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By Rodolfo Christopher Kaamiño IVThe author, from Ozamiz City, was ordained deacon in Malate Church, Manila, on 12 December. He writes here about his experience as a Columban seminarian on First Mission Assignment in Taiwan.
Friends ask me what I’m doing here in Taiwan. Half-jokingly, ‘Washing asses’ is my frequent reply, and they laugh, thinking I might be joking or that I mean something else. Here is somebody who has studied for four years in graduate school in the USA now washing other people’s asses. It led me to wonder what’s ‘wrong’ with this, probably because it’s a ‘dirty’ job, or because it’s not a ‘classy job’, a ‘sophisticated profession’ such as engineering or accountancy. A friend asked me why I’m doing this. I told him I don’t do it on my own, or else I would have quit a long time ago. I have some help from above.
After being in Taiwan for almost two years, I felt I was an ‘amateur in every field and professional in none’. Probably that's what being a missionary is all about. Being in the ministry for several months now, I feel that I don’t have to be a professional or a rocket scientist to be a minister. I arrived here with ‘professional ideas and concepts’ about mission and ministry learned in school. In ministry here at AiJia these don’t matter much. Mentally challenged adults don’t necessarily need a professional. They need a human companion, somebody who can ‘waste’ time with them.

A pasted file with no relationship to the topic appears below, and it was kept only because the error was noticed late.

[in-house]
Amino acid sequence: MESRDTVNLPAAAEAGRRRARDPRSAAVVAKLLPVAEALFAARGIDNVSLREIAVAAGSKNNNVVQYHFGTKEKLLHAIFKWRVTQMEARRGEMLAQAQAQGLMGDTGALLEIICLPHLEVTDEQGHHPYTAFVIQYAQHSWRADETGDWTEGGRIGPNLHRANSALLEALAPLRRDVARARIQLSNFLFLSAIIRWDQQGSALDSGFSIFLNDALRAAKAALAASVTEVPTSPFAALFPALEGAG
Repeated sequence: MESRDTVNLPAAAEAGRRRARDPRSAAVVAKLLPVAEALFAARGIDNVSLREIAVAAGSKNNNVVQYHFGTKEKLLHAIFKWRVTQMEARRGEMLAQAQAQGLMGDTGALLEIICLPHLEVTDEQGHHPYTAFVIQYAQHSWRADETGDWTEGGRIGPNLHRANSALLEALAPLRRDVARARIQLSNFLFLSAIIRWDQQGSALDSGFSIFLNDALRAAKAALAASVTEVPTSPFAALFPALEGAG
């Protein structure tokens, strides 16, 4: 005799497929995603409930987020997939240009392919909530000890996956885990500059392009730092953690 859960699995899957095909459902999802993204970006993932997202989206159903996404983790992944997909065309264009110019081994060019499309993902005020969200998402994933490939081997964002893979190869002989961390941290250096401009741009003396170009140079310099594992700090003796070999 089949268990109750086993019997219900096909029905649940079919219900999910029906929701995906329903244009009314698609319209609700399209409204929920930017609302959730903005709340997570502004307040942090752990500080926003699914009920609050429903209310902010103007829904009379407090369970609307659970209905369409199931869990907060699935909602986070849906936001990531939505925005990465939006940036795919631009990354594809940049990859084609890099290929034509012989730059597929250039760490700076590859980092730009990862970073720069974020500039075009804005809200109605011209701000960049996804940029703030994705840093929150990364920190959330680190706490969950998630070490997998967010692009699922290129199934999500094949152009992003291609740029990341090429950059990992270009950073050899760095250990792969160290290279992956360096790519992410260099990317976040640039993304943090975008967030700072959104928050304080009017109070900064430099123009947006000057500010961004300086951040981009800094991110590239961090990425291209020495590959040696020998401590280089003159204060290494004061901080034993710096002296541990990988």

The ministry at AiJia, of course, also requires professional nursing and care-giving and I learned both on the job. Probably it was my willingness and openness that enabled me to also take on those roles. It wasn’t easy. Being an adult, I don’t want to be told what to do. Yet being a ‘tongue-tied’ foreigner, I depended much on others in the ministry. In AiJia a professional nurse, caregiver or social worker may efficiently take care of the physical needs of mentally challenged adults but not necessarily of their human needs. It has been my continuous struggle in the ministry to provide the people here with professional care and at the same time to be a human companion to them.
Most of the first followers of Jesus knew only of one trade, and that was to fish. These disciples could have remained professional fishermen and serve the hunger of the people by providing them with fish. But Jesus invited them to a whole new level of fishing, to ‘fish’ for people, a whole new field beyond their professional expertise. It required less of their professional skills but more of their hearts and minds. A tall order, but they were willing and trusting. Despite their being slow to understand, Jesus patiently journeyed with them as they continued ‘fishing’ for people.
Like the first disciples, I too am slow to understand what it means to be a disciple of Jesus. Yet I continue this journey in trust and with help from above. We missionaries try to put some flesh on God’s love in this world. Each does it in different ways depending upon the different gifts each has been given. One can be a professional when the situation calls for such. But most of the time, people need a human companion, somebody who is willing to go the extra mile with them.You can find the Reverend Chris on Facebook.